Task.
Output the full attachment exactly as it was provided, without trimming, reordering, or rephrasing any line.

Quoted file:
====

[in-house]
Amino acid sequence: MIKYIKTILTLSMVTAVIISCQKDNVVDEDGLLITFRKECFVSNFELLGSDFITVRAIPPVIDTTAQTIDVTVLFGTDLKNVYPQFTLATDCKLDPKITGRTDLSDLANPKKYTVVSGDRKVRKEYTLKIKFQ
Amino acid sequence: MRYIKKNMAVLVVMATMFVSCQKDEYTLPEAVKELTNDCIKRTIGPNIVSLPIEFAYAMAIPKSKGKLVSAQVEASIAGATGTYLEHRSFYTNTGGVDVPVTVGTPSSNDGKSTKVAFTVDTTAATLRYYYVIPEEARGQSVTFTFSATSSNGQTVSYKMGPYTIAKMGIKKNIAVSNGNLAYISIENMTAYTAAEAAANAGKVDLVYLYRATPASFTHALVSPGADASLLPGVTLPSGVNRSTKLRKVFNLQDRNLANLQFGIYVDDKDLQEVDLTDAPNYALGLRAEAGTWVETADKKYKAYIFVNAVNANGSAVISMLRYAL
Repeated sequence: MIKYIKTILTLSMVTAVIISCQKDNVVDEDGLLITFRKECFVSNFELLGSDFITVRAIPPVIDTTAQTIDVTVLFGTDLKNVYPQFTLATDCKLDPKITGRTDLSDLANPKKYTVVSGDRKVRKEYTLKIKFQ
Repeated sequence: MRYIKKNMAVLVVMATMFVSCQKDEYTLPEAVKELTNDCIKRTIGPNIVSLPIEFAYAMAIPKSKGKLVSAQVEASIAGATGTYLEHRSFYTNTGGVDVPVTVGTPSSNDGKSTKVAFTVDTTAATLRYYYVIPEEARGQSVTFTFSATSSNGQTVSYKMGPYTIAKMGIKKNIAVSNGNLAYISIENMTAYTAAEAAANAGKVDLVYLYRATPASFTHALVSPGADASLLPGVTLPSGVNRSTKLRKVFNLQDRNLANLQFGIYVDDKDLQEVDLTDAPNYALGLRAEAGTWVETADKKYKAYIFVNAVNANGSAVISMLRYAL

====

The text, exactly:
[in-house]
Amino acid sequence: MIKYIKTILTLSMVTAVIISCQKDNVVDEDGLLITFRKECFVSNFELLGSDFITVRAIPPVIDTTAQTIDVTVLFGTDLKNVYPQFTLATDCKLDPKITGRTDLSDLANPKKYTVVSGDRKVRKEYTLKIKFQ
Amino acid sequence: MRYIKKNMAVLVVMATMFVSCQKDEYTLPEAVKELTNDCIKRTIGPNIVSLPIEFAYAMAIPKSKGKLVSAQVEASIAGATGTYLEHRSFYTNTGGVDVPVTVGTPSSNDGKSTKVAFTVDTTAATLRYYYVIPEEARGQSVTFTFSATSSNGQTVSYKMGPYTIAKMGIKKNIAVSNGNLAYISIENMTAYTAAEAAANAGKVDLVYLYRATPASFTHALVSPGADASLLPGVTLPSGVNRSTKLRKVFNLQDRNLANLQFGIYVDDKDLQEVDLTDAPNYALGLRAEAGTWVETADKKYKAYIFVNAVNANGSAVISMLRYAL
Repeated sequence: MIKYIKTILTLSMVTAVIISCQKDNVVDEDGLLITFRKECFVSNFELLGSDFITVRAIPPVIDTTAQTIDVTVLFGTDLKNVYPQFTLATDCKLDPKITGRTDLSDLANPKKYTVVSGDRKVRKEYTLKIKFQ
Repeated sequence: MRYIKKNMAVLVVMATMFVSCQKDEYTLPEAVKELTNDCIKRTIGPNIVSLPIEFAYAMAIPKSKGKLVSAQVEASIAGATGTYLEHRSFYTNTGGVDVPVTVGTPSSNDGKSTKVAFTVDTTAATLRYYYVIPEEARGQSVTFTFSATSSNGQTVSYKMGPYTIAKMGIKKNIAVSNGNLAYISIENMTAYTAAEAAANAGKVDLVYLYRATPASFTHALVSPGADASLLPGVTLPSGVNRSTKLRKVFNLQDRNLANLQFGIYVDDKDLQEVDLTDAPNYALGLRAEAGTWVETADKKYKAYIFVNAVNANGSAVISMLRYAL